The social climate in which we approach Black History Month this year is different from previous years’. The Black Lives Matter protests have thrown a spotlight on the systemic racism and racial inequality that blights the opportunities of black people.
The protests have encouraged many in the UK not only to confront the country’s past and the racial discrimination in modern society, but also to reflect on how we engage with black history.
Countless protests have been organised around the country, calls to decolonise the curriculum have intensified and young people have actively challenged their educational institutions to diversify what they teach.
While anticolonial and antiracist activism is not new, there is no doubt that the events of this summer have given such activism renewed momentum. It is important that we reflect on this as we engage with Black History Month this year.
Black history is British history
Black History Month was started in the UK in 1987 by Ghanian-born Akyaaba Addai-Sebo. Addai-Sebo, inspired by a similar initiative in the US, wanted to spur others to celebrate black identity and the achievements of African countries.
Over the years, having this designated month has ensured that many of us acknowledge, learn and celebrate black history. However, some might argue that specifying a month for black history not only prevents us from diversifying the curriculum, but also reinforces a misconception that black history is somehow different and separate from our collective history.
Divorcing black history from the rest of Britain’s history is both misleading and disingenuous: it leads us to have a blinkered understanding of British history at large.
Black people and white Britons were interacting long before colonialism, before race was a concept and stories of Africans as “uncivilised” peoples were circulated to justify the slave trade.
Whitewashing black stories from the curriculum
In fact, black people have been living in Britain for more than 1,700 years – before the Germanic tribes the Angles and the Saxons, from whom the English were originally descended, arrived.
People of African heritage were living across Britain during the Roman times: the Beachy Head Lady, who is thought to have died in the third century AD, is believed to have been of sub-Saharan African heritage. And a community of North Africans are known to have guarded a section of Hadrian’s Wall, also in the third century AD.
These were not isolated examples of immigration: there have been many black Britons since. Indeed, black people have contributed to all aspects of our society, from science to the arts, from democracy to religion. But, in all too many cases, their stories have been whitewashed from our curriculum, as a result of systemic racism, which sprang from Britain’s role as a colonial power.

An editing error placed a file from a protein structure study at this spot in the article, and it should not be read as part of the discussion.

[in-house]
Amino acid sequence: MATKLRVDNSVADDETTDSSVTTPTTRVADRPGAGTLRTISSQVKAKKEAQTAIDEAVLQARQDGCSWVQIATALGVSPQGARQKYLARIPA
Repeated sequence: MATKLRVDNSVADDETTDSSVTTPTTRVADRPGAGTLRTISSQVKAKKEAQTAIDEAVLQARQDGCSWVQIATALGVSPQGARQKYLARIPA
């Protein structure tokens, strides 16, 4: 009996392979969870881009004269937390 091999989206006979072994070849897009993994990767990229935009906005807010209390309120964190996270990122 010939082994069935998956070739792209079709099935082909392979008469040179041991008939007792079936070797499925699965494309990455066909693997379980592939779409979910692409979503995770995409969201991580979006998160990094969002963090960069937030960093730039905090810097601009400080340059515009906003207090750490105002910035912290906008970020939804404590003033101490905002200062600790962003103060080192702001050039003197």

When we engage with black history, we cannot ignore Britain’s role in colonialism and the kidnapping, displacement and enslavement of more than 3 million Africans. We cannot ignore how this plunder and inhumanity has entwined British history with that of Africa and of the descendants of those who were enslaved and displaced: their lives have been shaped by our collective history.
And we cannot ignore how the Britain we now know, its buildings and institutions, were created with money from the slave trade. Indeed, much of our society today is built on the legacy of the slave-trading era – our financial and societal infrastructure continues to benefit from the profits made from African lives, and retains the systemic elements that assume the superiority of the white person.
Redefining our relationship with the past
When we are thinking about black history and how to approach Black History Month, we need to begin by acknowledging that black history is not separate from British history.
British history contains the stories of white people and black people, all of whom have had their paths shaped by the actions of our ancestors. Drawing our history along race lines keeps us stuck in a paradigm of division, separateness and othering.
To move forward, we need to reexamine and redefine our relationship with our past. As with so many things, how we educate ourselves and our young people is critical to this journey. While we continue to celebrate Black History Month to ensure that black voices are not silenced and achievements are not ignored – reducing the risk of these stories being forgotten – we can simultaneously find ways to embed black history into our curriculum throughout the year.
Schools across the country are planning events, assemblies and lessons that foreground the achievements of black Britons. The question for all of us now is how to use Black History Month as a platform to drive sustainable change in the curriculum.
This isn’t just the work of the history department. Sciences, the arts, languages, every subject educator has a responsibility to both diversify and decolonise what they teach, to think about the stories that are traditionally told and those that are ignored.
This means considering where the curriculum can be enriched by including the contributions of black people, as well as reflecting on how colonisation and our telling of it has continued to sideline and negate the black experience.
Decolonisation will be hard to achieve. But, if we are willing to take on this challenge, perhaps we can now collectively work to ensure our curriculum tells a fuller version of our history, so that future generations understand the story of the past, and recognise the value of an inclusive, more just society.
Beki Martin is executive director of Facing History and Ourselves UK, a charity that uses lessons from history to challenge teachers and their students to stand up to bigotry and hate. Resources for teachers – including a recent webinar on Black History Month – are available here